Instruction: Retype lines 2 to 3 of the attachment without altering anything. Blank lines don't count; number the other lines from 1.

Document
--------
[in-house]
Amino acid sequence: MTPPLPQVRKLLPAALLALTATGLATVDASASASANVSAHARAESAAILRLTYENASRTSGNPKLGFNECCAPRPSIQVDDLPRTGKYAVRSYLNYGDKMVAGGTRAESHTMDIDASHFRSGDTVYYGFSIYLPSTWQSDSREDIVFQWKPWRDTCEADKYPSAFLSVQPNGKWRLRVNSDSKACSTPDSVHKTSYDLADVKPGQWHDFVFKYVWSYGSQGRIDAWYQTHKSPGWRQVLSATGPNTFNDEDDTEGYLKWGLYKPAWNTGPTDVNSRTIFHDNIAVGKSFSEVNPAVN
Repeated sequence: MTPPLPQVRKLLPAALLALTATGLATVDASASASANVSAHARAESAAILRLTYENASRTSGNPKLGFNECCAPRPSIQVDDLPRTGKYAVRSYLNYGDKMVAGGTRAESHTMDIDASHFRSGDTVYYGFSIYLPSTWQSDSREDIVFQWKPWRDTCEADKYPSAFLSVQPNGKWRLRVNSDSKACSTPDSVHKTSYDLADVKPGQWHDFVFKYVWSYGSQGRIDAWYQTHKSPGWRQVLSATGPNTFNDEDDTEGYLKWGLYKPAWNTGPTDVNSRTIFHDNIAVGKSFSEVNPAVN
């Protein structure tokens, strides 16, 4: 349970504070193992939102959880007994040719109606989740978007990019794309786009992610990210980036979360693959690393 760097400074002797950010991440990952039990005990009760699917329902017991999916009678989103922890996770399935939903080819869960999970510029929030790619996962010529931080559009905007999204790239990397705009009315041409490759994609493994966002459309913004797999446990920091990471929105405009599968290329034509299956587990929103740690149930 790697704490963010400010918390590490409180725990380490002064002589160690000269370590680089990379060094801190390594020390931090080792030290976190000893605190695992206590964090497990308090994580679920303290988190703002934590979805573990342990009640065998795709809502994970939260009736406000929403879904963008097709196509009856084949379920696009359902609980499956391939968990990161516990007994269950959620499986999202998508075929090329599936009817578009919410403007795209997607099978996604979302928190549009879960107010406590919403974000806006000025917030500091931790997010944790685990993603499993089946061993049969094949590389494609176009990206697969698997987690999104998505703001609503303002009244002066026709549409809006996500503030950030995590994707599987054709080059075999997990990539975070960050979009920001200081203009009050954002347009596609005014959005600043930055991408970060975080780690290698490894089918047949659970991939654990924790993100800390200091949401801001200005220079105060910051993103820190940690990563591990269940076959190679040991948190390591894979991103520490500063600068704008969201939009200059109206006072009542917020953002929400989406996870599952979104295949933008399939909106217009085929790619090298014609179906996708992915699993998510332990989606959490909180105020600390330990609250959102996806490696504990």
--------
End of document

Amino acid sequence: MTPPLPQVRKLLPAALLALTATGLATVDASASASANVSAHARAESAAILRLTYENASRTSGNPKLGFNECCAPRPSIQVDDLPRTGKYAVRSYLNYGDKMVAGGTRAESHTMDIDASHFRSGDTVYYGFSIYLPSTWQSDSREDIVFQWKPWRDTCEADKYPSAFLSVQPNGKWRLRVNSDSKACSTPDSVHKTSYDLADVKPGQWHDFVFKYVWSYGSQGRIDAWYQTHKSPGWRQVLSATGPNTFNDEDDTEGYLKWGLYKPAWNTGPTDVNSRTIFHDNIAVGKSFSEVNPAVN
Repeated sequence: MTPPLPQVRKLLPAALLALTATGLATVDASASASANVSAHARAESAAILRLTYENASRTSGNPKLGFNECCAPRPSIQVDDLPRTGKYAVRSYLNYGDKMVAGGTRAESHTMDIDASHFRSGDTVYYGFSIYLPSTWQSDSREDIVFQWKPWRDTCEADKYPSAFLSVQPNGKWRLRVNSDSKACSTPDSVHKTSYDLADVKPGQWHDFVFKYVWSYGSQGRIDAWYQTHKSPGWRQVLSATGPNTFNDEDDTEGYLKWGLYKPAWNTGPTDVNSRTIFHDNIAVGKSFSEVNPAVN